Tongue-in-cheek literary amendments, all done without ridicule or a pretense of improving the beloved original.



Laidlaw (400 Boys and 50 More, 2016, etc.) revamps Shelley’s horror classic to include a bevy of monsters throughout the entire narrative.

Laidlaw presents readers with an ambitious Minimum Monster Guarantee—“At Least One Monster Per Paragraph,” he claims. He further promises that Shelley’s original text is intact, with all the new material merely additions. While the novel is in the mashup style of Stephen Grahame-Smith’s Pride and Prejudice and Zombies, Laidlaw changes very little of the Frankenstein story. Many references to creatures are superficial, albeit amusing. For example, Victor Frankenstein notes that his love Elizabeth’s illness puts her “in the greatest danger it was possible to be in without a vampire feeding upon her or an alien chest-burster actually shooting out of her breast while she lay abed.” Still, the expanded tale is often humorous, and some of the modifications are outright shocking, including young Felix, who has an affinity for torturing animals. Laidlaw, meanwhile, effectively fuses his voice with Shelley’s. Accordingly, his contribution to the opening of Chapter 10 genuinely sounds like Victor’s woeful narration: “After a morning spent screaming in horror, I spent the following day roaming through the valley.” Monsters don’t make it into every paragraph; readers on occasion will have to suffice with lurid adjectives like “hideous” or the blunter “monstrous.” In the same vein, there are myriad horror films and TV shows cited, which reaches a crescendo in gleeful absurdity when Victor describes a castle as “something out of a Dracula or Frankenstein movie.” This likewise allows for an encyclopedia of horror icons mentioned, from literary (H.P. Lovecraft’s Cthulhu) to cinematic (Godzilla and the Xenomorph aliens). Nevertheless, it’s hard to miss a few inconsistencies. Movie character Freddy Krueger’s name is spelled three different ways, and a pledge to avoid “random obscenities” is contradicted by preceding and subsequent expletives.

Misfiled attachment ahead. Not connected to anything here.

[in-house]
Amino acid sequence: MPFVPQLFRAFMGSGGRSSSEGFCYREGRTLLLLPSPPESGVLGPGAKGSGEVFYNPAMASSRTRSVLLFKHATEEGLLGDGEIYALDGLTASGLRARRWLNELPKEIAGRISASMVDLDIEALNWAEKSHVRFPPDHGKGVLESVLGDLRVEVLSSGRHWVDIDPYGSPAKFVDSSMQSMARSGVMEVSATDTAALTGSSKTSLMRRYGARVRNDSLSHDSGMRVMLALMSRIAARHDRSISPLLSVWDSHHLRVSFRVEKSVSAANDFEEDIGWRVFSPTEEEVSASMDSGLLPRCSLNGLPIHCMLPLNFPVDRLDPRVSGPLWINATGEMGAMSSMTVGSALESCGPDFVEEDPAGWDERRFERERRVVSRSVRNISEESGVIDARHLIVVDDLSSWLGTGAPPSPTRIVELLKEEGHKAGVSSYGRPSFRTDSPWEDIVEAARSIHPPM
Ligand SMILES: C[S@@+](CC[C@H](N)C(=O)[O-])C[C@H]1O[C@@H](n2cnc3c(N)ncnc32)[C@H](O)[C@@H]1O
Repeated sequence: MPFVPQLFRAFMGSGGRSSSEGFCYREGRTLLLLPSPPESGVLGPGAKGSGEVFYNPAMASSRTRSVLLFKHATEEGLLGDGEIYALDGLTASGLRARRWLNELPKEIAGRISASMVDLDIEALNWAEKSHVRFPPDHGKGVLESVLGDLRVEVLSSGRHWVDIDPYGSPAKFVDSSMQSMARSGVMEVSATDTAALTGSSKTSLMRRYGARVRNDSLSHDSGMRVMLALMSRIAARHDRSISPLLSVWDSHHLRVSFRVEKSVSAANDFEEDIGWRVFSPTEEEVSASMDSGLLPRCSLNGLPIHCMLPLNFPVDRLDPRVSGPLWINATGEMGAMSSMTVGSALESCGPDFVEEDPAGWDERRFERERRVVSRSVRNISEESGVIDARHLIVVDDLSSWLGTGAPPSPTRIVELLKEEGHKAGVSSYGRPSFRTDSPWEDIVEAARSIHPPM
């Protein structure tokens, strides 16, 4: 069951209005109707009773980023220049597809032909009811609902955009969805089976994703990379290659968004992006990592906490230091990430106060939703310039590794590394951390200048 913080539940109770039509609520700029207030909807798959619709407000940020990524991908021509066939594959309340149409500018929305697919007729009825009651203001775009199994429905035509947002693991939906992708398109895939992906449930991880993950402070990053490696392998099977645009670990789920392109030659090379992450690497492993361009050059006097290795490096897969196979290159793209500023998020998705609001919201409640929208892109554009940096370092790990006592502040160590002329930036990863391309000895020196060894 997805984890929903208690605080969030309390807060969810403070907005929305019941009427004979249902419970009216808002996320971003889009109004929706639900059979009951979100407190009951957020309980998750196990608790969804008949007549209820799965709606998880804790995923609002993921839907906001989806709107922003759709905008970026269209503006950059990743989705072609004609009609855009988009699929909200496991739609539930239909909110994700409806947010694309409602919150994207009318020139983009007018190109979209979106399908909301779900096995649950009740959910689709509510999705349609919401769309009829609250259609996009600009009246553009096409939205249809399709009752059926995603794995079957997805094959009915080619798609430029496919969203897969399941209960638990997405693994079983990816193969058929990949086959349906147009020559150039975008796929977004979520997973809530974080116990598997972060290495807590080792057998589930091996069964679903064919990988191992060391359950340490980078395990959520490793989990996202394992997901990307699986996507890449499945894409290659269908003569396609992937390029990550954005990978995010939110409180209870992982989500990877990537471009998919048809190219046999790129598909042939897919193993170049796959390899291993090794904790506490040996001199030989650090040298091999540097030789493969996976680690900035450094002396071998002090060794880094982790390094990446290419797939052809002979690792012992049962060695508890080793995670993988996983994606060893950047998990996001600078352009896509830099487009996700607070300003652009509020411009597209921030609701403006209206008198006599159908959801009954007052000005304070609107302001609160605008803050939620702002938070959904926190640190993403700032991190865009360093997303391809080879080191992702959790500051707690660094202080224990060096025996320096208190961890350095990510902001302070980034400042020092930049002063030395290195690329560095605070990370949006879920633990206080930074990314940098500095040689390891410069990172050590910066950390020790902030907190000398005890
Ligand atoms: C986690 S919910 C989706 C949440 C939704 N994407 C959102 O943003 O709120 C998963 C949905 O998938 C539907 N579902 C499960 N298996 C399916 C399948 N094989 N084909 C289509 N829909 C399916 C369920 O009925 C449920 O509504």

Tongue-in-cheek literary amendments, all done without ridicule or a pretense of improving the beloved original.

Pub Date: Dec. 7, 2017


Page Count: 249

Publisher: Freestyle Press

Review Posted Online: Jan. 29, 2018

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Dark and unsettling, this novel’s end arrives abruptly even as readers are still moving at a breakneck speed.


Ten years after her teenage daughter went missing, a mother begins a new relationship only to discover she can't truly move on until she answers lingering questions about the past.

Laurel Mack’s life stopped in many ways the day her 15-year-old daughter, Ellie, left the house to study at the library and never returned. She drifted away from her other two children, Hanna and Jake, and eventually she and her husband, Paul, divorced. Ten years later, Ellie’s remains and her backpack are found, though the police are unable to determine the reasons for her disappearance and death. After Ellie’s funeral, Laurel begins a relationship with Floyd, a man she meets in a cafe. She's disarmed by Floyd’s charm, but when she meets his young daughter, Poppy, Laurel is startled by her resemblance to Ellie. As the novel progresses, Laurel becomes increasingly determined to learn what happened to Ellie, especially after discovering an odd connection between Poppy’s mother and her daughter even as her relationship with Floyd is becoming more serious. Jewell’s (I Found You, 2017, etc.) latest thriller moves at a brisk pace even as she plays with narrative structure: The book is split into three sections, including a first one which alternates chapters between the time of Ellie’s disappearance and the present and a second section that begins as Laurel and Floyd meet. Both of these sections primarily focus on Laurel. In the third section, Jewell alternates narrators and moments in time: The narrator switches to alternating first-person points of view (told by Poppy’s mother and Floyd) interspersed with third-person narration of Ellie’s experiences and Laurel’s discoveries in the present. All of these devices serve to build palpable tension, but the structure also contributes to how deeply disturbing the story becomes. At times, the characters and the emotional core of the events are almost obscured by such quick maneuvering through the weighty plot.